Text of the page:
Here’s How The Chinese Responded When A US Spy Plane Neared Chinese Air Space

Chase Doak/via REUTERS

Brianna Lyman News and Commentary Writer
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Amid criticism that the Biden administration is demonstrating cowardice by not shooting down the Chinese surveillance balloon floating over the U.S., Americans are reminded how China responded when a U.S. spy plane neared Chinese airspace in 2001.

The Department of Defense (DoD) announced Thursday it was tracking a high-altitude suspected Chinese surveillance balloon the appears to be collecting data on sensitive U.S. sites over Montana. Montana is home to the Malmstrom Air Force Base, which houses Minuteman III nuclear missiles. Authorities have not ruled out shooting down the plane but have not indicated they plan to.

While President Joe Biden hesitates to show force, according to some on the right, when the tables were turned the Chinese did not hesitate to nearly take out a U.S. spy plane.

A U.S. Navy spy plane was conducting a routine surveillance mission just 50 miles southeast of China’s Hainan Island when a Chinese fighter jet intercepted the plane, forcing Americans to make an emergency landing in China, according to The New York Times. (RELATED: Trump’s Defense Sec. Pushes Back Against Claim Chinese Balloon Flew During Trump Admin)

The mid-air crash occurred in international waters shortly after the U.S.’s EP-3E Aries II aircraft departed from an air base in Japan. Then-Commander in Chief of the United States Pacific Command Adm. Dennis Blair said the Chinese planes had begun closely tailing the military aircraft months before the incident, the outlet reported.

The American aircraft intercepted a message from China’s Lingshui air base indicating two Chinese F-8 fighter jets were nearby. Suddenly one of the Chinese fighter jets approached the U.S. aircraft from the left and flew just 10 feet away from the plane’s wing, according to The Intercept. The Chinese pilot, Wang Wei, allegedly saluted the American crew before falling back 100 feet, the outlet reported. Wei again got dangerously close to the aircraft before mouthing something to the American crew before falling back, according to the report.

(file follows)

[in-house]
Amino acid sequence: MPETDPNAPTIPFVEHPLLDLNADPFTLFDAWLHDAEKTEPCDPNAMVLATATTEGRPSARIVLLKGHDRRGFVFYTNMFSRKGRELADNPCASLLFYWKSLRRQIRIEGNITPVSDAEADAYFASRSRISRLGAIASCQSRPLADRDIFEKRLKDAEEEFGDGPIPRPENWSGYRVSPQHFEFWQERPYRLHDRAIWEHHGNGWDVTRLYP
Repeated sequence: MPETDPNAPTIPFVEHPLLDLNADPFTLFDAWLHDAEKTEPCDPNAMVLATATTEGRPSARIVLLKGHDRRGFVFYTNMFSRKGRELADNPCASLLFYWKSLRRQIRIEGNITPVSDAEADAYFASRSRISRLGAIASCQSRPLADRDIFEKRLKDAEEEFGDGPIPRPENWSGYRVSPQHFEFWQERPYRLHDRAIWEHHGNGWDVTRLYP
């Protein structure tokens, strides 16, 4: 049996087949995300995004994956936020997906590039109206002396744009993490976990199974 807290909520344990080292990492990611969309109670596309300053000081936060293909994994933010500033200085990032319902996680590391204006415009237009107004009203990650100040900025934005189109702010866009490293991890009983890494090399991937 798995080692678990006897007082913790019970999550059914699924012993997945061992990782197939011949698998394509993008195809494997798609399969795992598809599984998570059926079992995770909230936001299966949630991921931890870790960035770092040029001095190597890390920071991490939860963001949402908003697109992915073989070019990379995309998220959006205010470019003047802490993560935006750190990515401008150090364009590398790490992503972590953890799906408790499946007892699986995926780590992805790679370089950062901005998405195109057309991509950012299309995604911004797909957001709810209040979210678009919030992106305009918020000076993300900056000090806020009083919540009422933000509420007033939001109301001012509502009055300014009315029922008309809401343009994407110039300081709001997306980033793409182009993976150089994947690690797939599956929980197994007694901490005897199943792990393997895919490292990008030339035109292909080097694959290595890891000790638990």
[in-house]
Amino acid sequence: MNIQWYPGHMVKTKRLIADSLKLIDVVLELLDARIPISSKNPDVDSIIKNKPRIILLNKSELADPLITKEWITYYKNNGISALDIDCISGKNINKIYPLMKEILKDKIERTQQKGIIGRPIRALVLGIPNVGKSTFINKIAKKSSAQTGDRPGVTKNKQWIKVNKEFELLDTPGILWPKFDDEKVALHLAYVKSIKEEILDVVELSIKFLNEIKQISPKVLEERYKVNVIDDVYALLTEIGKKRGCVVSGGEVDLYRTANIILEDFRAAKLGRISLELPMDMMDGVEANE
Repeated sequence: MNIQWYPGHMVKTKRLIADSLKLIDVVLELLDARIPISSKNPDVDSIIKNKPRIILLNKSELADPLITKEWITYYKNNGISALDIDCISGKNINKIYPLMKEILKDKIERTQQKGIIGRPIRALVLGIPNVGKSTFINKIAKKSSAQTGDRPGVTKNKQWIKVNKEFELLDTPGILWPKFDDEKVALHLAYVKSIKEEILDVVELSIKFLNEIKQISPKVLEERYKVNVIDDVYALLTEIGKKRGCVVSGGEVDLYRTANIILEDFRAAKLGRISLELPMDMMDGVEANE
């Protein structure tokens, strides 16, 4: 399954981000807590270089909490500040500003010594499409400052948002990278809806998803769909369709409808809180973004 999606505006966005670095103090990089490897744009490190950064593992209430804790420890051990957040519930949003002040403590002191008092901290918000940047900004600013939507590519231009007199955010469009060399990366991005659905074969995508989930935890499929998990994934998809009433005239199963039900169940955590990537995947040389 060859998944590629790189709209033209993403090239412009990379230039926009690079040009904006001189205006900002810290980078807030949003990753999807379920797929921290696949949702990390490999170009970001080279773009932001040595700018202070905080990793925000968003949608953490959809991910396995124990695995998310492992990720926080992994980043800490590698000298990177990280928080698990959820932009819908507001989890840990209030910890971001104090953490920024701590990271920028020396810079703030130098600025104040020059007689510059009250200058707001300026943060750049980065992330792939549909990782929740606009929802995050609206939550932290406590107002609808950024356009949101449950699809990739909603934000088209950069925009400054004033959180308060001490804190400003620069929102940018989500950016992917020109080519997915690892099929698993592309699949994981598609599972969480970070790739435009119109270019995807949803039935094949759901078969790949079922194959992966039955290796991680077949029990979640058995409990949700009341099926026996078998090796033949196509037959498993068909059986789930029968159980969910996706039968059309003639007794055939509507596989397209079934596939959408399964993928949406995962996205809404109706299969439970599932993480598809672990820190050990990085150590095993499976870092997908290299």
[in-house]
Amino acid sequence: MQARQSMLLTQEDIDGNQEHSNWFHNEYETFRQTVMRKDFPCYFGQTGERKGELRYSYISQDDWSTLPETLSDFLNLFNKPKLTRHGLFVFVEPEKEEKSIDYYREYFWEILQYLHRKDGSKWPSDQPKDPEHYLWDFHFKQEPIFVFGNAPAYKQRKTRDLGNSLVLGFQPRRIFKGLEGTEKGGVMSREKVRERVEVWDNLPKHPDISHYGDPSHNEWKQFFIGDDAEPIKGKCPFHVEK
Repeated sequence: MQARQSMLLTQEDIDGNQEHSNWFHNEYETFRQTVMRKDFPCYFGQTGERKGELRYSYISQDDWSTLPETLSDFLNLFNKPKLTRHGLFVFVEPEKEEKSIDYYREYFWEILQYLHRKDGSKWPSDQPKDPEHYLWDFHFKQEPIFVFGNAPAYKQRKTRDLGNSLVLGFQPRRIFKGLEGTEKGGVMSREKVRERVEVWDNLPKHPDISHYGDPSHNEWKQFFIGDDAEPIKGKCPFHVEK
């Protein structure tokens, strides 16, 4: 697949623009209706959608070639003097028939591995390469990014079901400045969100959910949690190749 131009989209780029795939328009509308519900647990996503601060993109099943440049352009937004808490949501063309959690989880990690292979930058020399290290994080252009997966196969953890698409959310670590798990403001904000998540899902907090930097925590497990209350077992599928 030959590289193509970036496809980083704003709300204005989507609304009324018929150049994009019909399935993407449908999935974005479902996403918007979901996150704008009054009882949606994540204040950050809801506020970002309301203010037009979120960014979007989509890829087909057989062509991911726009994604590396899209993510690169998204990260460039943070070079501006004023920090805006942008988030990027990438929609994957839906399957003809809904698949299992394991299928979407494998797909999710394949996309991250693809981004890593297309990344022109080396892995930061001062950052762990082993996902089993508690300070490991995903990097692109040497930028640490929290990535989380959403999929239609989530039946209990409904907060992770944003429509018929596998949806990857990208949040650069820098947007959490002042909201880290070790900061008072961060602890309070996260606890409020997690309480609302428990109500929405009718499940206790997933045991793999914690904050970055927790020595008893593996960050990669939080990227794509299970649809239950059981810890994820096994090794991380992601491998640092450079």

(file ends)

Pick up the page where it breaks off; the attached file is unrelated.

On a third attempt by Wei to communicate with Americans his plane got caught in one of the EP-3E propellers and caused his F-8 to split in half, The Intercept reported. The jet fell into the sea. American pilot, Navy Lt. Shane Osborn, managed to stabilize the U.S. aircraft.

Due to the damage, however, Osborn was forced to land in Chinese territory, prompting all crew onboard to try and destroy as much data as possible, the outlet noted. The plane was met with Chinese soldiers who held guns and shouted orders before the Americans were taken to military barracks at Lingshui.

U.S. diplomats were prohibited from meeting with the crew until three days after the collision.

Chinese authorities detained all 24 on board and held them for 11 days during which they underwent intense interrogations.

They were eventually brought back to the U.S. after diplomatic tensions following intense interrogations.